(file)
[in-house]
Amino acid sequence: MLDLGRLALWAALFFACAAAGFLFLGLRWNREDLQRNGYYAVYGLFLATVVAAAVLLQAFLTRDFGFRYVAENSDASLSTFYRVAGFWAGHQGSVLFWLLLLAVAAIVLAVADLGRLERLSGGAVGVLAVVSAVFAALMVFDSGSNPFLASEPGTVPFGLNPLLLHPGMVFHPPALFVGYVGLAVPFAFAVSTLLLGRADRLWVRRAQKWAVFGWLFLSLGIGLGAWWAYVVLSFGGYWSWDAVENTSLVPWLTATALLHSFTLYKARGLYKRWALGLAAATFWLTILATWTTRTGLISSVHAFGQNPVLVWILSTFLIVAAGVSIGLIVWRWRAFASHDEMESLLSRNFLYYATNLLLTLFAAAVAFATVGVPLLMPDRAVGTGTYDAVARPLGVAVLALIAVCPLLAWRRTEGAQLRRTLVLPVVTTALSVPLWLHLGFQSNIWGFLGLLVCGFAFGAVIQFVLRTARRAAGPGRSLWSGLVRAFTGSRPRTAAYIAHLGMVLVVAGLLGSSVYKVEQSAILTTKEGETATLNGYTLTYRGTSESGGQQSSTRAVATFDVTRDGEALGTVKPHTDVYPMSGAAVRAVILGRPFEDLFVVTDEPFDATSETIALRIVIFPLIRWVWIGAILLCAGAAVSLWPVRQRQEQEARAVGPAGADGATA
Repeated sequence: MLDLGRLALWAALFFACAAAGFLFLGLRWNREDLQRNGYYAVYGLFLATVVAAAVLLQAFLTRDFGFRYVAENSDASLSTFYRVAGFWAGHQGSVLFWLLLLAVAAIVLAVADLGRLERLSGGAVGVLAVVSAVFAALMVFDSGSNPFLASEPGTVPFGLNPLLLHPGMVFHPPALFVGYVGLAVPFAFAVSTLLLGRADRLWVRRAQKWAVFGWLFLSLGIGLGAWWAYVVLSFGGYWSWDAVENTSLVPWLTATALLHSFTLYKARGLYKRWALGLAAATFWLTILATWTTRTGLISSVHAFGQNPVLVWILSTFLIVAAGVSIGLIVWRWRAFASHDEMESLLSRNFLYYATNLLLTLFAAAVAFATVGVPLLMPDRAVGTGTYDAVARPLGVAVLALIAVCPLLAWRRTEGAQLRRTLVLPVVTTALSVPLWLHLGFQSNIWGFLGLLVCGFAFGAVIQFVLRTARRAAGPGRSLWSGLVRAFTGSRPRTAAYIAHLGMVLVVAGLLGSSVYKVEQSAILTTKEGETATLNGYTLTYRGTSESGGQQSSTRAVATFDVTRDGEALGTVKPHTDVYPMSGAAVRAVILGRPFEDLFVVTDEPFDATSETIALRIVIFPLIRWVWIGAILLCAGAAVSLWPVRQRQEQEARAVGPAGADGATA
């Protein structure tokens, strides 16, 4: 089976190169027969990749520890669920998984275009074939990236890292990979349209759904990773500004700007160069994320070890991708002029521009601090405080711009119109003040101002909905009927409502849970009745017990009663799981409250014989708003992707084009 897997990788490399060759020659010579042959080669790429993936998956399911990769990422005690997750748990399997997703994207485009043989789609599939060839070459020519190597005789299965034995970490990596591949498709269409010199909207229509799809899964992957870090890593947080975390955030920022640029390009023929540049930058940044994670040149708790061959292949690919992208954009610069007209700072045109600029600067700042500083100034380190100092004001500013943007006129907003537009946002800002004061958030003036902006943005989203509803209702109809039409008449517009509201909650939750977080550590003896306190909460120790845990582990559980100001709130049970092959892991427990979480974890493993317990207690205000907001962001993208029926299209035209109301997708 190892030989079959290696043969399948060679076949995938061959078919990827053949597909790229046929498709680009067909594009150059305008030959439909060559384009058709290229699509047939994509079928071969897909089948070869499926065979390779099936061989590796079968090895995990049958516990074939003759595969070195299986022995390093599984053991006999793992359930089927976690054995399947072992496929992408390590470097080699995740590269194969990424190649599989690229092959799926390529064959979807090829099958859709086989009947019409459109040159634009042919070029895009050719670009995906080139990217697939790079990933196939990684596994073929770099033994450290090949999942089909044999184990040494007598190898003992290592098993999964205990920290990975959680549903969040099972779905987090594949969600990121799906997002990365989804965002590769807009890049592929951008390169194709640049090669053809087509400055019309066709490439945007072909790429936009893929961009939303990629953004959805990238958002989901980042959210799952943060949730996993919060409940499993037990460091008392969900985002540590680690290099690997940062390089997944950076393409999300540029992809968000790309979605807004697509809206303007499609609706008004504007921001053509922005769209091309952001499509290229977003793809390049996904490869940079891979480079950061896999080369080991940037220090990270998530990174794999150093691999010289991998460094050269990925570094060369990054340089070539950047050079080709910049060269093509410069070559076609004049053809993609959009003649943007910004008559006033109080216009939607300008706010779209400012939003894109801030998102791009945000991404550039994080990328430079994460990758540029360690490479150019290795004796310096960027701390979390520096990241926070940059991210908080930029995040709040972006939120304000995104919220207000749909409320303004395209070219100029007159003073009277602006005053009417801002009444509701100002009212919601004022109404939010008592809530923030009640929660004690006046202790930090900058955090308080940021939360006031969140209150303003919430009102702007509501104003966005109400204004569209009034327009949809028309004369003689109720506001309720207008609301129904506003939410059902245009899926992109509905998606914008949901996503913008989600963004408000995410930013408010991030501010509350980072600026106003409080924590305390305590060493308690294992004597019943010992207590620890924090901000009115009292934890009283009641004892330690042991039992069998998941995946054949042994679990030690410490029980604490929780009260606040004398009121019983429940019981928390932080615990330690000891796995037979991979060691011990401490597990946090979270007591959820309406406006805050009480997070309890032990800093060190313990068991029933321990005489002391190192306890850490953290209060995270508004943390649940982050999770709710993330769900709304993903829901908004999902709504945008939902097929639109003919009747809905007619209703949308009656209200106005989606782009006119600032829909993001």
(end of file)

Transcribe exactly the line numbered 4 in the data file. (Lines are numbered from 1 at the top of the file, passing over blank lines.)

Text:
């Protein structure tokens, strides 16, 4: 089976190169027969990749520890669920998984275009074939990236890292990979349209759904990773500004700007160069994320070890991708002029521009601090405080711009119109003040101002909905009927409502849970009745017990009663799981409250014989708003992707084009 897997990788490399060759020659010579042959080669790429993936998956399911990769990422005690997750748990399997997703994207485009043989789609599939060839070459020519190597005789299965034995970490990596591949498709269409010199909207229509799809899964992957870090890593947080975390955030920022640029390009023929540049930058940044994670040149708790061959292949690919992208954009610069007209700072045109600029600067700042500083100034380190100092004001500013943007006129907003537009946002800002004061958030003036902006943005989203509803209702109809039409008449517009509201909650939750977080550590003896306190909460120790845990582990559980100001709130049970092959892991427990979480974890493993317990207690205000907001962001993208029926299209035209109301997708 190892030989079959290696043969399948060679076949995938061959078919990827053949597909790229046929498709680009067909594009150059305008030959439909060559384009058709290229699509047939994509079928071969897909089948070869499926065979390779099936061989590796079968090895995990049958516990074939003759595969070195299986022995390093599984053991006999793992359930089927976690054995399947072992496929992408390590470097080699995740590269194969990424190649599989690229092959799926390529064959979807090829099958859709086989009947019409459109040159634009042919070029895009050719670009995906080139990217697939790079990933196939990684596994073929770099033994450290090949999942089909044999184990040494007598190898003992290592098993999964205990920290990975959680549903969040099972779905987090594949969600990121799906997002990365989804965002590769807009890049592929951008390169194709640049090669053809087509400055019309066709490439945007072909790429936009893929961009939303990629953004959805990238958002989901980042959210799952943060949730996993919060409940499993037990460091008392969900985002540590680690290099690997940062390089997944950076393409999300540029992809968000790309979605807004697509809206303007499609609706008004504007921001053509922005769209091309952001499509290229977003793809390049996904490869940079891979480079950061896999080369080991940037220090990270998530990174794999150093691999010289991998460094050269990925570094060369990054340089070539950047050079080709910049060269093509410069070559076609004049053809993609959009003649943007910004008559006033109080216009939607300008706010779209400012939003894109801030998102791009945000991404550039994080990328430079994460990758540029360690490479150019290795004796310096960027701390979390520096990241926070940059991210908080930029995040709040972006939120304000995104919220207000749909409320303004395209070219100029007159003073009277602006005053009417801002009444509701100002009212919601004022109404939010008592809530923030009640929660004690006046202790930090900058955090308080940021939360006031969140209150303003919430009102702007509501104003966005109400204004569209009034327009949809028309004369003689109720506001309720207008609301129904506003939410059902245009899926992109509905998606914008949901996503913008989600963004408000995410930013408010991030501010509350980072600026106003409080924590305390305590060493308690294992004597019943010992207590620890924090901000009115009292934890009283009641004892330690042991039992069998998941995946054949042994679990030690410490029980604490929780009260606040004398009121019983429940019981928390932080615990330690000891796995037979991979060691011990401490597990946090979270007591959820309406406006805050009480997070309890032990800093060190313990068991029933321990005489002391190192306890850490953290209060995270508004943390649940982050999770709710993330769900709304993903829901908004999902709504945008939902097929639109003919009747809905007619209703949308009656209200106005989606782009006119600032829909993001």